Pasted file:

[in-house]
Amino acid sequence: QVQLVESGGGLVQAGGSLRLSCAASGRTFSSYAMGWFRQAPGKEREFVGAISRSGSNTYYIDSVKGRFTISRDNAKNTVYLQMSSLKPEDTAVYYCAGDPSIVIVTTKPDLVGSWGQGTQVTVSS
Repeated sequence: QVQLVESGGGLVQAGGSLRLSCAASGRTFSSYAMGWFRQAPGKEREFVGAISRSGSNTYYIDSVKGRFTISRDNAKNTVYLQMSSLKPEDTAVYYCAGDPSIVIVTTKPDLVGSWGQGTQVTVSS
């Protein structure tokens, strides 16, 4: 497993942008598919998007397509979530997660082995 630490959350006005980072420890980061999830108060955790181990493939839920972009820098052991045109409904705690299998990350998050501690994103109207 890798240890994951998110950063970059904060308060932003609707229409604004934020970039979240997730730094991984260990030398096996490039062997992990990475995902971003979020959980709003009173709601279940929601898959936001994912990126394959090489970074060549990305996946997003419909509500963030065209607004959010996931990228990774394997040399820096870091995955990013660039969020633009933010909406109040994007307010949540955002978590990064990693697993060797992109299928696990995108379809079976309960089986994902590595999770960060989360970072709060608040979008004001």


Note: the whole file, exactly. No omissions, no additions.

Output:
[in-house]
Amino acid sequence: QVQLVESGGGLVQAGGSLRLSCAASGRTFSSYAMGWFRQAPGKEREFVGAISRSGSNTYYIDSVKGRFTISRDNAKNTVYLQMSSLKPEDTAVYYCAGDPSIVIVTTKPDLVGSWGQGTQVTVSS
Repeated sequence: QVQLVESGGGLVQAGGSLRLSCAASGRTFSSYAMGWFRQAPGKEREFVGAISRSGSNTYYIDSVKGRFTISRDNAKNTVYLQMSSLKPEDTAVYYCAGDPSIVIVTTKPDLVGSWGQGTQVTVSS
């Protein structure tokens, strides 16, 4: 497993942008598919998007397509979530997660082995 630490959350006005980072420890980061999830108060955790181990493939839920972009820098052991045109409904705690299998990350998050501690994103109207 890798240890994951998110950063970059904060308060932003609707229409604004934020970039979240997730730094991984260990030398096996490039062997992990990475995902971003979020959980709003009173709601279940929601898959936001994912990126394959090489970074060549990305996946997003419909509500963030065209607004959010996931990228990774394997040399820096870091995955990013660039969020633009933010909406109040994007307010949540955002978590990064990693697993060797992109299928696990995108379809079976309960089986994902590595999770960060989360970072709060608040979008004001």